From the Republic of Consciousness Prize for Small Presses 2019 longlist – Hang Him When He Is Not There by Nicholas John Turner.
This book is disorientating. It reads as a series of short stories that the reader expects will eventually interlink – it is, after all, described as a novel. Some chapters are more straightforward than others. Some are distinctly weird. A threatening undercurrent weaves itself through the pages, shadows not quite glimpsed in passing. There is a viciousness to certain thoughts and interactions. Few of the characters are likable, not that this is necessary.
Settings vary but include: a care home, a vineyard, an apartment crowded by books, a decaying family home, rooms let to tourists by an elderly lady. A proof reader travels to meet a reclusive author; in later stories we learn more about their lives. A chapter tells of two brothers on holiday; they reappear in the background of another tale. Books and how they are read are a recurring feature – meta considering the challenge of pinning down what this book is saying.
One theme I plucked from the many permutations of characters’ narrative and observations was the disturbance felt on registering that a person one is close to is not as thought and treated as, perhaps for many years. It is impossible to fully understand all that goes on inside another’s head and one is rarely the centre of another’s universe however much they appear attentive and to revere.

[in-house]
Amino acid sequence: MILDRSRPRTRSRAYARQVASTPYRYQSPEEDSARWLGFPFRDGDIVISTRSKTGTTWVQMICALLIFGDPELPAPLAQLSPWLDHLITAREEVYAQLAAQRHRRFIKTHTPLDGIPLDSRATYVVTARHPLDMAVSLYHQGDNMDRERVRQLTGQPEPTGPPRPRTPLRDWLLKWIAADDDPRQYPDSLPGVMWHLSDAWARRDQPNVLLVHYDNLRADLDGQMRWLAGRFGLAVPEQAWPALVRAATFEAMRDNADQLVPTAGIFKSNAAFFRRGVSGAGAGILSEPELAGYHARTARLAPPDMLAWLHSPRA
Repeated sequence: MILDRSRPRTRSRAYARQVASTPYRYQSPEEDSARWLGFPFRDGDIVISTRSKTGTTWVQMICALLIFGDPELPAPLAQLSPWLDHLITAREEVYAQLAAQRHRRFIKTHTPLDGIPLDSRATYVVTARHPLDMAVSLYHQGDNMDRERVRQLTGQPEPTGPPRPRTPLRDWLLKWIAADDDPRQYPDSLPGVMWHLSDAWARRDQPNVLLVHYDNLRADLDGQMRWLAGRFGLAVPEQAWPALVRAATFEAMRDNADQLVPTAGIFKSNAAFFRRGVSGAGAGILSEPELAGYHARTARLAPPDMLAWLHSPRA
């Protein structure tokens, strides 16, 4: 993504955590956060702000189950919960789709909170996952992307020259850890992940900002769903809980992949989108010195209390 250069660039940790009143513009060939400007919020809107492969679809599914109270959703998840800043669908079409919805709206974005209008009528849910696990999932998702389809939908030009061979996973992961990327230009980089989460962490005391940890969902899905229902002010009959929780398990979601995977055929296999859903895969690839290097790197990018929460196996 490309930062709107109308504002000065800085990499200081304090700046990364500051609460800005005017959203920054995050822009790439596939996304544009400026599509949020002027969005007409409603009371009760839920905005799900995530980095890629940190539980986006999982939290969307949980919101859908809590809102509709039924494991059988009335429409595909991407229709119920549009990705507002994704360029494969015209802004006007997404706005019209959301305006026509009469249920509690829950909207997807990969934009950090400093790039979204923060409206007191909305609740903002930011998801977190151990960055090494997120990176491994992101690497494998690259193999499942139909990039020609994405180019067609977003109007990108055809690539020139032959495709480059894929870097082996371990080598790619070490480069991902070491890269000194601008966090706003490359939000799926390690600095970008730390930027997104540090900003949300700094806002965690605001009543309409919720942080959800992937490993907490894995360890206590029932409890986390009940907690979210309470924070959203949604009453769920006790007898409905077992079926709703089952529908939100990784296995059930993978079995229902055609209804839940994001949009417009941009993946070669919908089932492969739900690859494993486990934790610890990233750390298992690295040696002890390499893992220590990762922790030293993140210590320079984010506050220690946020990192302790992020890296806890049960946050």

I pondered if the author is offering a work that demands readers change and change again their interpretations as they progress through its pages.
The Mystics chapter was particularly challenging to read due to the brutality. Sexual or bodily explicit scenes throughout offer nothing pleasant. People within these stories are not conventionally good looking – flaws are described vividly. There is the suggestion of personal darkness that few acknowledge, an innate coarseness veneered by observers as much as self.
So, what was the author trying to convey in writing this way?
“I’ll do better than to tell you about a dream I had. I’ll tell you how it was to have this dream. But not before telling you how it was to recall having had it. Everything is everything.”
There are obvious plays with language and form. More was gleaned on a second reading. Ultimately though this was a book that left me perplexed and somewhat frustrated, despite best efforts. The intricacies offered were tantalisingly elusive, viewed through a glass darkly. I wonder if this was intended.
My copy of this book was provided gratis by the publisher, Splice.